EU compensation is definitely not on a „per flight“ basis. My guess would be it’s per COC. Arrival time at you final destination matters.
      Also true if you book intentionally long layovers and they are cut short/omitted - no compensation in that case.

    3. Eskimo Guest

      @Maxi

      If you actually read through EC261/2004 you will see.
      1. Per EC261/2004, definitely used the term "flight" and never mentioned anything about COC.
      1.1 However they never really define "flight"
      2. There is a difference between delay and cancellation and each is worded differently.
      3. Delay concerns 'scheduled time of departure', whereas cancellation concerns 'final destination' and 'scheduled time of arrival'.

      "Also true if you book intentionally long layovers and...

      @Maxi

      If you actually read through EC261/2004 you will see.
      1. Per EC261/2004, definitely used the term "flight" and never mentioned anything about COC.
      1.1 However they never really define "flight"
      2. There is a difference between delay and cancellation and each is worded differently.
      3. Delay concerns 'scheduled time of departure', whereas cancellation concerns 'final destination' and 'scheduled time of arrival'.

      "Also true if you book intentionally long layovers and they are cut short/omitted - no compensation in that case."
      That seems to be the general understanding, however I have never seen anyone pushing the airline far enough for a definite ruling. Again this falls into how you look at the wording.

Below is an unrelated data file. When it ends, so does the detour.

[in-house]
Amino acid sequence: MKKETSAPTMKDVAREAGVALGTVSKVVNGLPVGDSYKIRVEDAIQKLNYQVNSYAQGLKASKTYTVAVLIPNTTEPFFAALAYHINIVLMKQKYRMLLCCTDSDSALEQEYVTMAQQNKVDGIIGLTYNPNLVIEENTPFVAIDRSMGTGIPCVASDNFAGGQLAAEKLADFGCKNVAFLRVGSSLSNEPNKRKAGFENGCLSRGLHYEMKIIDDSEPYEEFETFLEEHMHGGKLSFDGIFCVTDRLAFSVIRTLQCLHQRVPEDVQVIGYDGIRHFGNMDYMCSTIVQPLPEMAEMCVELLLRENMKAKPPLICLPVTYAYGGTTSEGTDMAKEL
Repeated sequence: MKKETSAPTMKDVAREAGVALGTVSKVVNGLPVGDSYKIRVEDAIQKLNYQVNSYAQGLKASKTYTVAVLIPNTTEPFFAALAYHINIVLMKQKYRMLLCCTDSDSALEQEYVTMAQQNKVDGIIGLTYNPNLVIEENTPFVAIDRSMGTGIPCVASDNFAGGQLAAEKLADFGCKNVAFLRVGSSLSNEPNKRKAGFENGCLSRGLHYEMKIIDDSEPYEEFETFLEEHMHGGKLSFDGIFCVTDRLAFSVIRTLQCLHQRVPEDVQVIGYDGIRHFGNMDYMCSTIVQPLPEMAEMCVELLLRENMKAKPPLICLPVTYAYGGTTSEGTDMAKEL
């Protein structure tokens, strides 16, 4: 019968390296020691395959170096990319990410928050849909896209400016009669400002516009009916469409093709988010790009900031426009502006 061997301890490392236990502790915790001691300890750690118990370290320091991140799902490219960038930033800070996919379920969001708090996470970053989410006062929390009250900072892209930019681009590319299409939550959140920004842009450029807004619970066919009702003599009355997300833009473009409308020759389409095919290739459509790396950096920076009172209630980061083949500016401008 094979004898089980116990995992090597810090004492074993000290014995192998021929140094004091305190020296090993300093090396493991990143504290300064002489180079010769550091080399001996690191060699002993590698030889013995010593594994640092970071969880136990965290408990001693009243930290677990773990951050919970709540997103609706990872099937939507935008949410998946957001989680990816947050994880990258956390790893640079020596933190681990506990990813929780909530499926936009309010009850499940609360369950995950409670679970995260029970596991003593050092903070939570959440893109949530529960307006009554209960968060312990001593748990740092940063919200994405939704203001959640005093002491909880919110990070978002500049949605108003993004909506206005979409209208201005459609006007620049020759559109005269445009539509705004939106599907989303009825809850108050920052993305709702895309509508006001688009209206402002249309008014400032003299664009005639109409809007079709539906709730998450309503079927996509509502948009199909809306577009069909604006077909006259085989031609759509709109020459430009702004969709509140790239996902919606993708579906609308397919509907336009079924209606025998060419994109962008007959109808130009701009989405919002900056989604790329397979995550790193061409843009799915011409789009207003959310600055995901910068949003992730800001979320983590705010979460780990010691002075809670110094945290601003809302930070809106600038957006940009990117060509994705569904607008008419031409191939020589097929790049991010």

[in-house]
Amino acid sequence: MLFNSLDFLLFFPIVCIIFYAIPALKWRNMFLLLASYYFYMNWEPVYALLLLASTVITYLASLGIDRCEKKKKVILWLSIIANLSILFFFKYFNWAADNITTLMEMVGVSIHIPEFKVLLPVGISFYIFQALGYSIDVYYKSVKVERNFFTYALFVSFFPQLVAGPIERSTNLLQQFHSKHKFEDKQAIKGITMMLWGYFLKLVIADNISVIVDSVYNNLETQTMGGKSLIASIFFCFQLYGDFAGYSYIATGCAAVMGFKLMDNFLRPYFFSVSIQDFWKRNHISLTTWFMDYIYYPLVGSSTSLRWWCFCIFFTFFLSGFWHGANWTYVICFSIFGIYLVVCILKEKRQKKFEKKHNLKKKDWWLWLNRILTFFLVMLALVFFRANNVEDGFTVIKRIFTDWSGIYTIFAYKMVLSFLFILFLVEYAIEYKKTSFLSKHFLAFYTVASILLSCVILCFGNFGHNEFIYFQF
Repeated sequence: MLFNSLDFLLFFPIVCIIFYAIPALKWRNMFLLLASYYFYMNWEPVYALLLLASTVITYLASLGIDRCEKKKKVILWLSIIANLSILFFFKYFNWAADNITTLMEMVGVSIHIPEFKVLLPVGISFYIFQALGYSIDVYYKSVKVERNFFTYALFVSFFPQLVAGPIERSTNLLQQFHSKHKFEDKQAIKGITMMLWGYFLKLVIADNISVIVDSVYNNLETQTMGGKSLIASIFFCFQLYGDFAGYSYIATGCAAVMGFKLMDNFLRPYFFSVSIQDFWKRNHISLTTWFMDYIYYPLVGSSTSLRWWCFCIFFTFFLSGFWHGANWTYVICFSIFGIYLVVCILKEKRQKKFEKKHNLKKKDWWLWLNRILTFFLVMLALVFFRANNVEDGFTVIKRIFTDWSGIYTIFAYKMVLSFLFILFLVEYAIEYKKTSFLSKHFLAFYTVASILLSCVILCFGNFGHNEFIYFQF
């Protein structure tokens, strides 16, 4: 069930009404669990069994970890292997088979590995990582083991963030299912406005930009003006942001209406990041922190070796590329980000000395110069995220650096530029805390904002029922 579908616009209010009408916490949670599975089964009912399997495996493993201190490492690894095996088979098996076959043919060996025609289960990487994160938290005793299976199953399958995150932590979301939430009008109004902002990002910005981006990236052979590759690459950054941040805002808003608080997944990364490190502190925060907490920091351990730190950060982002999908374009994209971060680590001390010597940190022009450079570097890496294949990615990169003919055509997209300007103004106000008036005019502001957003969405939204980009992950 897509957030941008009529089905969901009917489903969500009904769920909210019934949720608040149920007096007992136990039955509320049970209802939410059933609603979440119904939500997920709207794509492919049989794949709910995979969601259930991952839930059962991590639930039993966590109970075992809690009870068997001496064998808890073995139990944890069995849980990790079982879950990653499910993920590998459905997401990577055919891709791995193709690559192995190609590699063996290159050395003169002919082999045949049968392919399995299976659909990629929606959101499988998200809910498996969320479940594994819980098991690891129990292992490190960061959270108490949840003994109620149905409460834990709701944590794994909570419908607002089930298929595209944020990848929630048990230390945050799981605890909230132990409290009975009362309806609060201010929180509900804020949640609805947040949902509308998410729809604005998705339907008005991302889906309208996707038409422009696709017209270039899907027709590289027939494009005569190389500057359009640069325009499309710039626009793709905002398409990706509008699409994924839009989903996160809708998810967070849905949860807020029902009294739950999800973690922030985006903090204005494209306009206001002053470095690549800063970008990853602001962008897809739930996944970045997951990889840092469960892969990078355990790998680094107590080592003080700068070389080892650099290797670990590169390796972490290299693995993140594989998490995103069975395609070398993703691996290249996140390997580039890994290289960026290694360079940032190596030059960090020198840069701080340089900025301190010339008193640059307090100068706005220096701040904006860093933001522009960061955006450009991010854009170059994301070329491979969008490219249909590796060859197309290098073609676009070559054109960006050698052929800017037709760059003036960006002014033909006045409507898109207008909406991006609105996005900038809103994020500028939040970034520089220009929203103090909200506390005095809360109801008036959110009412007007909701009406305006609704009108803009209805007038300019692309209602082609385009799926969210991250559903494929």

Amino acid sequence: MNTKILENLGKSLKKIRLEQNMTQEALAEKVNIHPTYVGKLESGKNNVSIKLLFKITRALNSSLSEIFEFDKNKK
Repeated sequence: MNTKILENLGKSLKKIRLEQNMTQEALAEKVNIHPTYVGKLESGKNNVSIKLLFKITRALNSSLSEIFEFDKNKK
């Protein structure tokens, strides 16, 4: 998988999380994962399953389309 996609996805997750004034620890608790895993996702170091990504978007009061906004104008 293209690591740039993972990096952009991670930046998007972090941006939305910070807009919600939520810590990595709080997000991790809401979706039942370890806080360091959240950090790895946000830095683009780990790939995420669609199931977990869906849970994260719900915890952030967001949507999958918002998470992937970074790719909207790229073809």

But of course, airlines will always deny any compensation. So you'll hardly ever see any success story for this.

      I am fortunate enough to only have a definite compensation. I am unfortunate to not have often EU compensations, including the vague ones.

  14. Ghostrider5408 Guest

    One can only hope this isn't the beginning of a spade mechanical issues at Finnair. These planes getting little long in the tooth.

  15. Sean M. Diamond

    Double EU261 compensation!!! Ka-ching.

    1. RF Diamond

      Lol, that would make things better for the pax.

    2. Cedroc Guest

      Probably doesn’t apply since it’s a technical problem of the control of the airline. Obviously they have to rebook and pay any meals / hotel costs.

    3. Quinten Guest

      EU261/2004 does apply to all flights leaving from EU. And technical problems are not unavoidable or unforeseen circumstances. So, passengers on this flight are entitled for monetary compensation AND meals, drinks, hotel, etc.

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Daniel Guest

Easy for you to say. I dropped thousand's for four business class tickets. Service was bad, food was bad, airplane condition was bad. I can chose how to spend my money and I will continue to invest in airlines like QR, EK, DL and others where I have had better service and more kept up planes.

4
LarryInNYC Diamond

For those of us on loyalty point runs: if this happens to us can we claim the actual distance flown as the base miles for LP earning?

2
Quinten Guest

EU261/2004 does apply to all flights leaving from EU. And technical problems are not unavoidable or unforeseen circumstances. So, passengers on this flight are entitled for monetary compensation AND meals, drinks, hotel, etc.

2